Date: Thu, 29 Mar 2001 16:07:28 -0500
From: ds"at"comteck.com
Subject: Blue Shirt as decoy!

I have had my 2 BB boxes up for practically a month w/ no sign so any BB's at all. I heard about the decoy's/ blue material for some time now, but didn't know what I really wanted to use ect. Well, after I read Horace's email about using old blue shirts & having a BB come around I had to try it. So that day I got one of my Dad's old blue shirts ( it isn't a solid color has some small stripes on it) it is a kind of bright blue..not really light, but not dark. Well, this was on the 27th. Today I sat out just watching my birds at my feeders when a blue birds out back of the trailer caught my eye by flying up & landing on the Chickadee nestbox. It was a very very dark blue...I thought could it be, but then as it sat on the C. house I thought maybe I am just seeing things. *I didn't have my binocs.....Well, it finally flew off the C. house so I got up slowly n went to the edge of the garage & once again it was on the ground n flew up to a tree branch, so I went quickly to the house to grab my binocs n went back out. When I went back to where I saw it before it wasn't there so I just kept slowly walking past the garage n shed nearby n still couldn't find it then all of a sudden it
perched on a tree near the BB box. So I searched for it w/ the binocs which at first I couldn't find it then I finally got it right the second time & there I finally found out which kind of blue bird it was it was my first Male E. Bluebird EVER! So I have to say that I think the blue shirt I put out, like Horace did, actually works!

So now the question remains if this really means a good sign for me or not? Any advice, opinions, statements from anyone please let me know ect.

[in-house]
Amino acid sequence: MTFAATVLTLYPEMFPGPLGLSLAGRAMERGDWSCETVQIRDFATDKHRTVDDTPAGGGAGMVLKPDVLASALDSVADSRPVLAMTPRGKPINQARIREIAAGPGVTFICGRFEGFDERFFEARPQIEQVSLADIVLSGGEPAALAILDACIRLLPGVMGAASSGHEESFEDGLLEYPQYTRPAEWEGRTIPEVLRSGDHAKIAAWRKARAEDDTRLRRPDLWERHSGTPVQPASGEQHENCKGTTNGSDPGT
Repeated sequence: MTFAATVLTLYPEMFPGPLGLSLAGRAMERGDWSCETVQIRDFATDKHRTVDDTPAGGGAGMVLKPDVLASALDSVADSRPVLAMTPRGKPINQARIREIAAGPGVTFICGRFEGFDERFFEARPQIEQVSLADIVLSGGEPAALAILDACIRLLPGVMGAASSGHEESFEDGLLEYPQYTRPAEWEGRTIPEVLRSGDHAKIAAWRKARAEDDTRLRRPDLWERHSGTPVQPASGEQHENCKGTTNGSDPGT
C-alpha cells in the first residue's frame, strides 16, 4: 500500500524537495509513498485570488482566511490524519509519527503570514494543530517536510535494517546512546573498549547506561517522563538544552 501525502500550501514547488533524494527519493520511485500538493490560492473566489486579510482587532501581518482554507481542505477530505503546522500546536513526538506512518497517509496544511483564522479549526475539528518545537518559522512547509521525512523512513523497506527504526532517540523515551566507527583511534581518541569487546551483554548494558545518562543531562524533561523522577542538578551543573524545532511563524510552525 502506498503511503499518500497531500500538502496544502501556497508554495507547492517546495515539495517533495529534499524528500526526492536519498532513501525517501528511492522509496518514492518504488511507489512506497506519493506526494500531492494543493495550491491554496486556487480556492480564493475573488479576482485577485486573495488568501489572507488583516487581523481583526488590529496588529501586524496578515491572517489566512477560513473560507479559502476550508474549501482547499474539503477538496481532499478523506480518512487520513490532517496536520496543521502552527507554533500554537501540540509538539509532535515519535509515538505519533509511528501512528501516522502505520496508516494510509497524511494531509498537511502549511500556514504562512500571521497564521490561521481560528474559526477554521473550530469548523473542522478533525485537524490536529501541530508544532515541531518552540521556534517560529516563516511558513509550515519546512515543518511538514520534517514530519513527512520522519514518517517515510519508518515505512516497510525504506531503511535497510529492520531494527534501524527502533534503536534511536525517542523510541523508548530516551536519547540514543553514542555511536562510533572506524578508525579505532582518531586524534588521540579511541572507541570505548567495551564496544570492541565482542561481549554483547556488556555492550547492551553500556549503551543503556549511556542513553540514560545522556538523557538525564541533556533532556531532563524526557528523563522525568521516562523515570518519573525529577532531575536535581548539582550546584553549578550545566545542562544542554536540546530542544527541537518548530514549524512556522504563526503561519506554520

Joleen in NorthCentral Indiana on the Eastern side


Date: Thu, 29 Mar 2001 18:49:33 -0500
From: ds"at"comteck.com
Subject: Re: Blue Shirt as decoy!

Thank you, Haleya, for the congratulations. I will wait, watch n keep reading the posts...no doubt about that. I have learned alot just the short while I have been on here. I love all the info.

Well, I went & bought a BB feeder just to be safe....after I put it up I looked inside the BB box the male was near & found 2 poop droppings.....it could have been him in there checking it out or a few other thoughts such as another kind of bird. I don't think anyone is using it to roost as there would be more droppings than that.

Joleen in Indiana


Date: Thu, 29 Mar 2001 19:03:53 -0500
From: "Katherine S. Wolfthal" kate"at"nirvana.weichi.com
Subject: Re: Blue Shirt as decoy!

ds"at"comteck.com wrote:

I don't think anyone is using it to roost as there would be more droppings than that.

Joleen in Indiana

Not necessarily. I have a downy roosting in one of my boxes - I know he comes and goes, because I find small feathers inside and near the entrance hole and wood chips in the box - but never a single poop.

I think he just sleeps there, and does his other business elsewhere.

--
Katherine
Weston, MA


Date: Thu, 29 Mar 2001 19:04:02 -0500
From: ds"at"comteck.com
Subject: Re: Blue Shirt as decoy!

I checked it the day that I put the shirt around it & there was no poop inside which was on the 27th n now on the 29th I check it & there is poop there. I have no clue how long my male BB has been here. But no one will ever know the mystery poop. I am going to hold onto it is my lil male BB's droppings. Cuz I want to hope that he will nest in that box.


Date: Mon, 02 Apr 2001 20:36:16 -0700
From: Michael Barratt cantona"at"optonline.net
Subject: Attracting other nesting EABL

All,